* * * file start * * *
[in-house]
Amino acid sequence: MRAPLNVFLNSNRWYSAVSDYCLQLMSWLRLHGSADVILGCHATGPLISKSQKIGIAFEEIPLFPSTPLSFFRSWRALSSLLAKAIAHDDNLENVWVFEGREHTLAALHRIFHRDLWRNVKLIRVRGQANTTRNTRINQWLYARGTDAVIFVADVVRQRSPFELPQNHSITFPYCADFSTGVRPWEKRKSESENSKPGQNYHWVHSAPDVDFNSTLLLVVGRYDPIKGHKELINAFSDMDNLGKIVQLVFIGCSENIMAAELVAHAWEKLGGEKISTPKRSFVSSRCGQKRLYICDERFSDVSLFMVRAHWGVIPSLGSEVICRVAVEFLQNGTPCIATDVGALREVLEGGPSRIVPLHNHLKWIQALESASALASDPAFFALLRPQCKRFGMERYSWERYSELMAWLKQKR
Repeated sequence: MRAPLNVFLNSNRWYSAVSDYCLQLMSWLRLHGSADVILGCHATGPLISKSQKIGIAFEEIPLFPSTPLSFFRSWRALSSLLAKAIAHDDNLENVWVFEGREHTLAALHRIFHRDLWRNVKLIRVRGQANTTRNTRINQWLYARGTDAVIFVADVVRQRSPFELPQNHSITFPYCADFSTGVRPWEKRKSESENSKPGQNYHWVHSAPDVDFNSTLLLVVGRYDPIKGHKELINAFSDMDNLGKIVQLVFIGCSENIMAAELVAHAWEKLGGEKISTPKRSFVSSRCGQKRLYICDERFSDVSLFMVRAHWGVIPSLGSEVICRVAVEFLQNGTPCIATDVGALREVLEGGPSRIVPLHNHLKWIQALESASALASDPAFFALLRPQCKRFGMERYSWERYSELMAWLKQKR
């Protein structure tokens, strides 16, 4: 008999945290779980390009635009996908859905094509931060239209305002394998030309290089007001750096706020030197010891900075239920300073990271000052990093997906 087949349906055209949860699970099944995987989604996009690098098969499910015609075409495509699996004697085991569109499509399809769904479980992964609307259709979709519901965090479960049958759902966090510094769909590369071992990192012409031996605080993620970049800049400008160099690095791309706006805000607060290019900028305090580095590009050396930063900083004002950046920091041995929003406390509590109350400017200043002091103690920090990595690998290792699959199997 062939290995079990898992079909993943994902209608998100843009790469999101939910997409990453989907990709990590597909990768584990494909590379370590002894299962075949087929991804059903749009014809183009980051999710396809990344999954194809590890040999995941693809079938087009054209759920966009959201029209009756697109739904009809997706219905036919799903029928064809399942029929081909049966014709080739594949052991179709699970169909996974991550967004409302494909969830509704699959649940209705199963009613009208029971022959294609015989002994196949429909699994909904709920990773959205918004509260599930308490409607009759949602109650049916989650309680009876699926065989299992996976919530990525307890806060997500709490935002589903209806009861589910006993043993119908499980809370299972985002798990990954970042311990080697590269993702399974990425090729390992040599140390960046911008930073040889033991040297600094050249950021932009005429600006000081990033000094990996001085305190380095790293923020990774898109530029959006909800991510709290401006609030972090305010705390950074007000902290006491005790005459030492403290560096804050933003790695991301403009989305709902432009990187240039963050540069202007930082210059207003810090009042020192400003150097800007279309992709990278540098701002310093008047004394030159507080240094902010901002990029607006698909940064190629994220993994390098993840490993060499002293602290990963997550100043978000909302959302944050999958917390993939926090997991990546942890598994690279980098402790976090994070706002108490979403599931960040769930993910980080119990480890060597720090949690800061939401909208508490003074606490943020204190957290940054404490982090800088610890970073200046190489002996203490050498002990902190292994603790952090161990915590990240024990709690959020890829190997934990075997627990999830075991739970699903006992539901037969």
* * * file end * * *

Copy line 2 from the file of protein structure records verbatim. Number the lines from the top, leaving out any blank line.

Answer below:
Amino acid sequence: MRAPLNVFLNSNRWYSAVSDYCLQLMSWLRLHGSADVILGCHATGPLISKSQKIGIAFEEIPLFPSTPLSFFRSWRALSSLLAKAIAHDDNLENVWVFEGREHTLAALHRIFHRDLWRNVKLIRVRGQANTTRNTRINQWLYARGTDAVIFVADVVRQRSPFELPQNHSITFPYCADFSTGVRPWEKRKSESENSKPGQNYHWVHSAPDVDFNSTLLLVVGRYDPIKGHKELINAFSDMDNLGKIVQLVFIGCSENIMAAELVAHAWEKLGGEKISTPKRSFVSSRCGQKRLYICDERFSDVSLFMVRAHWGVIPSLGSEVICRVAVEFLQNGTPCIATDVGALREVLEGGPSRIVPLHNHLKWIQALESASALASDPAFFALLRPQCKRFGMERYSWERYSELMAWLKQKR